New York Adirondack Adventure
The Adirondack Park, the largest wilderness east of the Mississippi, sprawls far and wide across upstate New York—a rugged, pristine realm where forests and mountains reign supreme. Encompassing both public and private land, the Adirondack Park is shaped a bit like a giant oval, and it boasts an astounding 6 million acres—a tapestry of woodlands, meadows, high-shouldered peaks, and thousands of streams and lakes. The 16,000-acre Wilmington Flume Preserve on Rte. 86 is part of Adirondack Park. Tiny villages are nestled across the countryside, and campgrounds and trails abound. It is no wonder, then, that visitors who come here tend to stay a while in order to savor the stunning scenery, protected since 1892 by a state law decreeing that the park shall remain ”forever wild.”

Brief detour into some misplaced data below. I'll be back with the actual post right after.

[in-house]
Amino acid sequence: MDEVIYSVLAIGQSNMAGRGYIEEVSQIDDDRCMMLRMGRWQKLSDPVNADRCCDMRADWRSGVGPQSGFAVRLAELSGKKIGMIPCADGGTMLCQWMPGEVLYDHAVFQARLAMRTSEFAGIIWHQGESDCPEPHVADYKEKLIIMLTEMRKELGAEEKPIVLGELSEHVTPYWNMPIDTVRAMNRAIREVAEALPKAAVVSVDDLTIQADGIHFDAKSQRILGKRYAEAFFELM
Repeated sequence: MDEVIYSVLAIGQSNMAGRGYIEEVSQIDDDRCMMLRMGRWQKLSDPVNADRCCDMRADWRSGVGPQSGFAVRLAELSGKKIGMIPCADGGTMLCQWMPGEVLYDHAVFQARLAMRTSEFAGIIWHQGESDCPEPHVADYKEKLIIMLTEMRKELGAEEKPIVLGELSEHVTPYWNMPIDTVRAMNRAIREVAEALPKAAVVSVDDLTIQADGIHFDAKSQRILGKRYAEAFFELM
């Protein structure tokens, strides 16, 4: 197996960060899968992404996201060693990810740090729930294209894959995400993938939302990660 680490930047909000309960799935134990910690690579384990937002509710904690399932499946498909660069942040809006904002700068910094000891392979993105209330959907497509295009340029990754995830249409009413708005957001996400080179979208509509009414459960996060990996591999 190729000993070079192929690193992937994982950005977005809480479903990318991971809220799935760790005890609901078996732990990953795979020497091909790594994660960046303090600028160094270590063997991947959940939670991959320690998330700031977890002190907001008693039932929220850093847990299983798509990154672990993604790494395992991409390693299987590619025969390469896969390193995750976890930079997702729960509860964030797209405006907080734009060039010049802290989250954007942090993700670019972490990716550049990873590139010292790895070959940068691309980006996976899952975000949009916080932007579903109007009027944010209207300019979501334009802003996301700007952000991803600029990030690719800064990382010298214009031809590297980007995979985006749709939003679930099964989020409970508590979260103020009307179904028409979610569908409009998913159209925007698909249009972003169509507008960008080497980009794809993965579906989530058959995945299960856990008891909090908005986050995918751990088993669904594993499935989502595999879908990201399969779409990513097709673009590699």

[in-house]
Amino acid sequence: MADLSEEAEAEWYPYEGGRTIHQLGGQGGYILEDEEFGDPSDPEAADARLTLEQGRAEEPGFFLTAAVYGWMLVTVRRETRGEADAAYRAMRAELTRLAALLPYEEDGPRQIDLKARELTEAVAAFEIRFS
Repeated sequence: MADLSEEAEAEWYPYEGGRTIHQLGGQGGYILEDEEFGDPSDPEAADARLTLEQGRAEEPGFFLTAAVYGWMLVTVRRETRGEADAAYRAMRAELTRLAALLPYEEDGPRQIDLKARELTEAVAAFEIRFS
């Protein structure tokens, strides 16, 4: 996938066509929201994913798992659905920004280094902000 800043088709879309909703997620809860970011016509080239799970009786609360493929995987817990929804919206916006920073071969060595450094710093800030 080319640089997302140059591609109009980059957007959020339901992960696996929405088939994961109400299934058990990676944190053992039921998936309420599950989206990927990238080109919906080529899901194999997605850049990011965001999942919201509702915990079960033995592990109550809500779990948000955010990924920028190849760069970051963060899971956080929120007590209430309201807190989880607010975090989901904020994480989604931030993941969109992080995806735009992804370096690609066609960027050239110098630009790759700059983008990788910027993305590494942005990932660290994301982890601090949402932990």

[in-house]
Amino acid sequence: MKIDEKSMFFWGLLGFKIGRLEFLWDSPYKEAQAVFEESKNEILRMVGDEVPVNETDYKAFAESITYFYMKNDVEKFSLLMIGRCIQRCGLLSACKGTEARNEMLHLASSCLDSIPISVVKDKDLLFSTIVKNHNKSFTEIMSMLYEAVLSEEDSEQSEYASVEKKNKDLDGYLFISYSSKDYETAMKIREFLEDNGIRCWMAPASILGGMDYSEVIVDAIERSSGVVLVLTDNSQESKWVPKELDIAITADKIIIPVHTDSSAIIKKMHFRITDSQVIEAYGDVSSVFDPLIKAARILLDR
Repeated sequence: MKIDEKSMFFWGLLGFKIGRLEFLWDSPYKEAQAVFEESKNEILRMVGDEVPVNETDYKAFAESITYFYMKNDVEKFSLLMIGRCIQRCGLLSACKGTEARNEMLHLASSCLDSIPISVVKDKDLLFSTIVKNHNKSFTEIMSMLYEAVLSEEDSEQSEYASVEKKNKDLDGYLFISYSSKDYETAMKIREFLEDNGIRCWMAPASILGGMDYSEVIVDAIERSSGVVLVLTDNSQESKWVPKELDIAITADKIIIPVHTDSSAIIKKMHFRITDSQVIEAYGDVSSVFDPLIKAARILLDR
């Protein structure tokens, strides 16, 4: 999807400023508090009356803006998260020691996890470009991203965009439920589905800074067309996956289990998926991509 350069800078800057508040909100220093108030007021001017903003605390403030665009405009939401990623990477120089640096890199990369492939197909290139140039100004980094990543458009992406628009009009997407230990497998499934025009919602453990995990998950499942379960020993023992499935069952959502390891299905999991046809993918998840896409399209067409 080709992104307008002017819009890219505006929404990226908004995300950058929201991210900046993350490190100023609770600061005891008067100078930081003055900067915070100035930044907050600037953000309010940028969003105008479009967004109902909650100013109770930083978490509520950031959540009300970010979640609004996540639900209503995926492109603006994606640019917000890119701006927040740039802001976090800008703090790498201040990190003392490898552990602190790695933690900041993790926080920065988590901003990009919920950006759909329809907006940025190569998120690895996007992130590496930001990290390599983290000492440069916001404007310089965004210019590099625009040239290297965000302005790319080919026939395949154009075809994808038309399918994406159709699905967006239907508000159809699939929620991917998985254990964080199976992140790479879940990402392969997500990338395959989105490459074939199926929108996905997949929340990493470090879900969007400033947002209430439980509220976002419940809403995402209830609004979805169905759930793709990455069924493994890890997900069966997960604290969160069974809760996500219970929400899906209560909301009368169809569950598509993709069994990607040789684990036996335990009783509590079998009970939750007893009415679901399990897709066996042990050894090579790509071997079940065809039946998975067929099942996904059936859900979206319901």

Length: About 270 miles, plus side trips.
When to go: Fine scenery year-round, with drastic and dramatic seasonal changes. In October, Lake Placid hosts a Flaming Leaves festival, which includes good food and sporting events. This is why fall is the cheapest, easiest, and best time to travel.
Hidden in the time-worn mountains of far western Maryland is a pristine province where rivers run deep, forests grow thick, and tiny mountain towns beckon with cozy inns and tales of frontier lore. Don’t miss the Casselman Bridge of Grantsville, a mountain village populated mostly by Amish and Mennonites since the 1800s.
Length: About 193 miles, plus side trips.
When to go: Best between May and October.
Massachusetts Mohawk Trail
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Forested mountains, rich river-bottom farmlands, and riotous explosions of autumn color—the splendors of this Massachusetts drive have inspired the raves of travelers for generations. Above, a floral cascade blankets the stream-side trail at Bridge of Flowers in Shelburne Falls.
Length: About 60 miles, plus side trips.
When to go: Popular year-round, but best in fall for the foliage. Check out these things you need to add to your fall bucket list this year.